Rex Nettleford dies in U.S hospital


Eminent Caribbean scholar and cultural historian Rex Nettleford is dead.

The distinguished Jamaican professor and University of the West Indies (UWI) vice-chancellor emeritus passed away last Tuesday night in a Washington hospital six days after suffering a massive heart attack while in the American capital for a UWI fund-raising gala. He was taken off life support after failing to come out of a coma.

Renowned for his intellectual brilliance, oratorical skills and artistic creativity, Nettleford would have celebrated his 77th birthday yesterday.

He was booked to come to Toronto from Washington last weekend to review the University of Toronto’s Caribbean Studies program.

“We were delighted when he graciously accepted to be the external reviewer,” said program director Dr. Alissa Trotz. “He was going to do that last Monday and then return to Jamaica on Tuesday to celebrate his birthday yesterday. That was the plan and now he’s no longer with us.

“As a child growing up in Guyana, I feel as if I grew up with him. You knew about him and you knew of him and that is the greatest gift he has left. He will be remembered for building a Caribbean identity through the arts that brought people together and forged a sense of ourselves as something that was bigger than a Caribbean nation. And he did it all with class, style and dignity.”

Longtime friend Maud Fuller, a driving force behind the UWI Toronto alumni chapter, is reeling from the death of her close ally. He was scheduled to have dinner at her home last Sunday.

“I just removed the plates from the table,” the grieving Fuller told Share yesterday. “He has gone home and I know he would not have wanted it any other way than how it happened because he would not have liked to be in a bed lying in pain and having people pity him.”

Fuller met Nettleford when he came from Trelawny to attend the UWI at age 19.

“He has been with the university ever since,” she said. “He dedicated his life to the UWI and the National Dance Theatre Company (NDTC).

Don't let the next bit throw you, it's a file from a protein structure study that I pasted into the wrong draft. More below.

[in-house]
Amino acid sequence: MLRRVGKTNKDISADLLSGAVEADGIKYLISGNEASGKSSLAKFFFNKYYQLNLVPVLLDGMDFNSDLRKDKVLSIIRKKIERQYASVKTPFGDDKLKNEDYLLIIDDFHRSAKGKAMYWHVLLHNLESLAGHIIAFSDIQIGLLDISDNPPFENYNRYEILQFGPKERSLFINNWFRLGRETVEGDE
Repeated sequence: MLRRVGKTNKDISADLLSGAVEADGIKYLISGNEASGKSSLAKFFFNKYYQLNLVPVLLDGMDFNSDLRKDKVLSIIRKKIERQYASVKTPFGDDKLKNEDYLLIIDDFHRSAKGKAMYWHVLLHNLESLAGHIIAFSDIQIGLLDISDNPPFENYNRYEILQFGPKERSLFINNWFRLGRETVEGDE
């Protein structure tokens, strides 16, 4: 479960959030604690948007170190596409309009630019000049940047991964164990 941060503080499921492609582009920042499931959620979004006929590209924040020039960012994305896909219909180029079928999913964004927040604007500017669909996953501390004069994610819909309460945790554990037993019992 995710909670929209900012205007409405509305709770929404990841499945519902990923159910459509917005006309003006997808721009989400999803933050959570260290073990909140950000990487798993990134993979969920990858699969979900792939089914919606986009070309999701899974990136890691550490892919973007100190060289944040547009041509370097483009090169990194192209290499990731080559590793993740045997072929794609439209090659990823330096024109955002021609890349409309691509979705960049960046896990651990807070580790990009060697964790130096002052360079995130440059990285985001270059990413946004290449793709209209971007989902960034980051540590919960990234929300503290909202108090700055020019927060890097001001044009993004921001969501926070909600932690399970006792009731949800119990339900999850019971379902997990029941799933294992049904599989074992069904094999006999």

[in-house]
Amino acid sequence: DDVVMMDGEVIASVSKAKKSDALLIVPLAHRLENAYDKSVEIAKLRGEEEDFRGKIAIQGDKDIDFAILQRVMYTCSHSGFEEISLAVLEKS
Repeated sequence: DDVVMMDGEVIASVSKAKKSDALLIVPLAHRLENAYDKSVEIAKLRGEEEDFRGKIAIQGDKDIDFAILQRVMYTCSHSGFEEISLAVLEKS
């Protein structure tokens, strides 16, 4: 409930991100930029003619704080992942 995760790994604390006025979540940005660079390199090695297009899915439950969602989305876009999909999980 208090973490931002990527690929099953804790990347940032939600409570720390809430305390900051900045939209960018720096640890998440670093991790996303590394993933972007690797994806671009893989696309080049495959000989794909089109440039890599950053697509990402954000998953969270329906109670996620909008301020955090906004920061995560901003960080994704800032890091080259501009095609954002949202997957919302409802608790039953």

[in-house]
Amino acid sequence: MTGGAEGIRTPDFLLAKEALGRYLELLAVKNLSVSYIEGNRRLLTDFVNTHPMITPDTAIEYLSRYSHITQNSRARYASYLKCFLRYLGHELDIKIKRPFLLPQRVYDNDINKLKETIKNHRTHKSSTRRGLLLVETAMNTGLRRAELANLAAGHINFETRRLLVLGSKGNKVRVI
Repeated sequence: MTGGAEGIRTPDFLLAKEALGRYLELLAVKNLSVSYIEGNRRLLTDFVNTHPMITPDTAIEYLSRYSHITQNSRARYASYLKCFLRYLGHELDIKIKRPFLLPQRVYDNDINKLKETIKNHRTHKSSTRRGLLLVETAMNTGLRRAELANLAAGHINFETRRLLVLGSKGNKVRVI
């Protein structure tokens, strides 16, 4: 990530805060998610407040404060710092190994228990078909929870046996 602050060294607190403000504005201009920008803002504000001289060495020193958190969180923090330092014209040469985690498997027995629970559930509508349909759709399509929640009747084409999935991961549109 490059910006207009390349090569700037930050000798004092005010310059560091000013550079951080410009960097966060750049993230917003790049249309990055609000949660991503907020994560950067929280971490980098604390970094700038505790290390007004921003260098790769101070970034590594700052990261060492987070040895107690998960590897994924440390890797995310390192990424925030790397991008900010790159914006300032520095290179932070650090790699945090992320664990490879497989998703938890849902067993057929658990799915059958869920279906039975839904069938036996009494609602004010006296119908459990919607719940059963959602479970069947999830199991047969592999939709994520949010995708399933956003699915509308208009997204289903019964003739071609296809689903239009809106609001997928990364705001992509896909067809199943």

Nettleford was listed to read Fuller’s citation at the UWI inaugural Toronto gala on February 27. She’s among several UWI graduates and outstanding Canadians that will be honored at the event.

Jamaican playwright, scholar and poet Honor Ford-Smith said Nettleford’s death is an enormous loss to the Caribbean.

“He believed strongly that culture could be a unifying force to bring together people with divergent views and interests,” she said.

Former Ontario Minister Mary Anne Chambers met Nettleford last November at a United Nations Forum on Minority Political Participation in Geneva.

“He was as vibrant and sharp-witted as always,” she recalled. “This is a huge loss not only for Jamaica.”

Nine years after staging his first choreographed dance production – Boonguzu – at Cornwall College, Nettleford and Eddie Thomas co-founded the NDTC to coincide with Jamaica’s independence in 1962. Almost five decades later, the company’s popularity regionally and in the Diaspora emanates from its grounding in the cultural heritage to which Nettleford – as its artistic director – never lost his commitment.

A Rhodes Scholar and recipient of myriad honours and awards, including the Order of the Caribbean Community – CARICOM’s highest award – and the UWI’s Chancellor’s Medal, he played a leading role in introducing the Mona campus Cultural Studies program that has attracted several post-graduate scholars since its inception in 1996.

Nettleford, in 1975, was made a member of the Order of Merit – the highest non-political national honour of his native Jamaica – and he is one of only four Fellows of the Institute of Jamaica which is the institutional repository of the island’s cultural heritage.

When he was selected to be UWI’s Vice Chancellor in 1996, he became the first graduate to head the region’s premier tertiary level institution. The largest Hall of Residence on the university’s Mona Campus is named after him.

To commemorate the centenary of Rhodes scholarships in the Caribbean in 2003, the Rhodes Trust established the Rex Nettleford Fellowship in Cultural Studies to be awarded annually in recognition of his cultural pre-eminence and enormous contribution to Caribbean regional cultural wholeness.

Nettleford, who was scheduled to be one of the co-chairs of the UWI Institute of Caribbean Studies’ inaugural Rastafari Studies conference in Jamaica in August, was awarded 14 honorary degrees by European and North American universities, including the U of T and Queen’s University.

“Rex was an intellectual and cultural giant who made a great impact on the world,” said Jamaica’s Consul General George Ramocan. “His passing marks the end of an era in a sense that several of our political, cultural and entrepreneurial giants have departed in the past decade.”

Nettleford’s mother, Labertha Palmer, died last September in a Bronx nursing home at the age of 100.


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